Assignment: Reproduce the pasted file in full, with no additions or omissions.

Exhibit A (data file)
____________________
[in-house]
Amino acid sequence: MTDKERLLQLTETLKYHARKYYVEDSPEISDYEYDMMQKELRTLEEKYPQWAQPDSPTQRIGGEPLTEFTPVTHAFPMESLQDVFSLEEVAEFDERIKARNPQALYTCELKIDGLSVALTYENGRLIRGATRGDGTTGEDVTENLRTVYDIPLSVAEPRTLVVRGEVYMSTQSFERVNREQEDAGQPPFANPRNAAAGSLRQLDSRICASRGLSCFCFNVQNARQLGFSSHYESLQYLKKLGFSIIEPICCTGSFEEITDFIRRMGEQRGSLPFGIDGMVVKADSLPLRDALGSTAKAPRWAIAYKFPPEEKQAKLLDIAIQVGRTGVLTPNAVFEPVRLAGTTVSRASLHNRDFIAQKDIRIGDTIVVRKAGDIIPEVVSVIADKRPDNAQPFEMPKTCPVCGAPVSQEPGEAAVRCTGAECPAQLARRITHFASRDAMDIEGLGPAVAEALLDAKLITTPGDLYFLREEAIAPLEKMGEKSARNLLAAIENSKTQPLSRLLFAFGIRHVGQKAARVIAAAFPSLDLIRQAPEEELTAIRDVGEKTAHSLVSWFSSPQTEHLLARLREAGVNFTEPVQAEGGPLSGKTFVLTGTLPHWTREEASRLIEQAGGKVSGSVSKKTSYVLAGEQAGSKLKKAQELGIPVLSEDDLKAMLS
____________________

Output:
[in-house]
Amino acid sequence: MTDKERLLQLTETLKYHARKYYVEDSPEISDYEYDMMQKELRTLEEKYPQWAQPDSPTQRIGGEPLTEFTPVTHAFPMESLQDVFSLEEVAEFDERIKARNPQALYTCELKIDGLSVALTYENGRLIRGATRGDGTTGEDVTENLRTVYDIPLSVAEPRTLVVRGEVYMSTQSFERVNREQEDAGQPPFANPRNAAAGSLRQLDSRICASRGLSCFCFNVQNARQLGFSSHYESLQYLKKLGFSIIEPICCTGSFEEITDFIRRMGEQRGSLPFGIDGMVVKADSLPLRDALGSTAKAPRWAIAYKFPPEEKQAKLLDIAIQVGRTGVLTPNAVFEPVRLAGTTVSRASLHNRDFIAQKDIRIGDTIVVRKAGDIIPEVVSVIADKRPDNAQPFEMPKTCPVCGAPVSQEPGEAAVRCTGAECPAQLARRITHFASRDAMDIEGLGPAVAEALLDAKLITTPGDLYFLREEAIAPLEKMGEKSARNLLAAIENSKTQPLSRLLFAFGIRHVGQKAARVIAAAFPSLDLIRQAPEEELTAIRDVGEKTAHSLVSWFSSPQTEHLLARLREAGVNFTEPVQAEGGPLSGKTFVLTGTLPHWTREEASRLIEQAGGKVSGSVSKKTSYVLAGEQAGSKLKKAQELGIPVLSEDDLKAMLS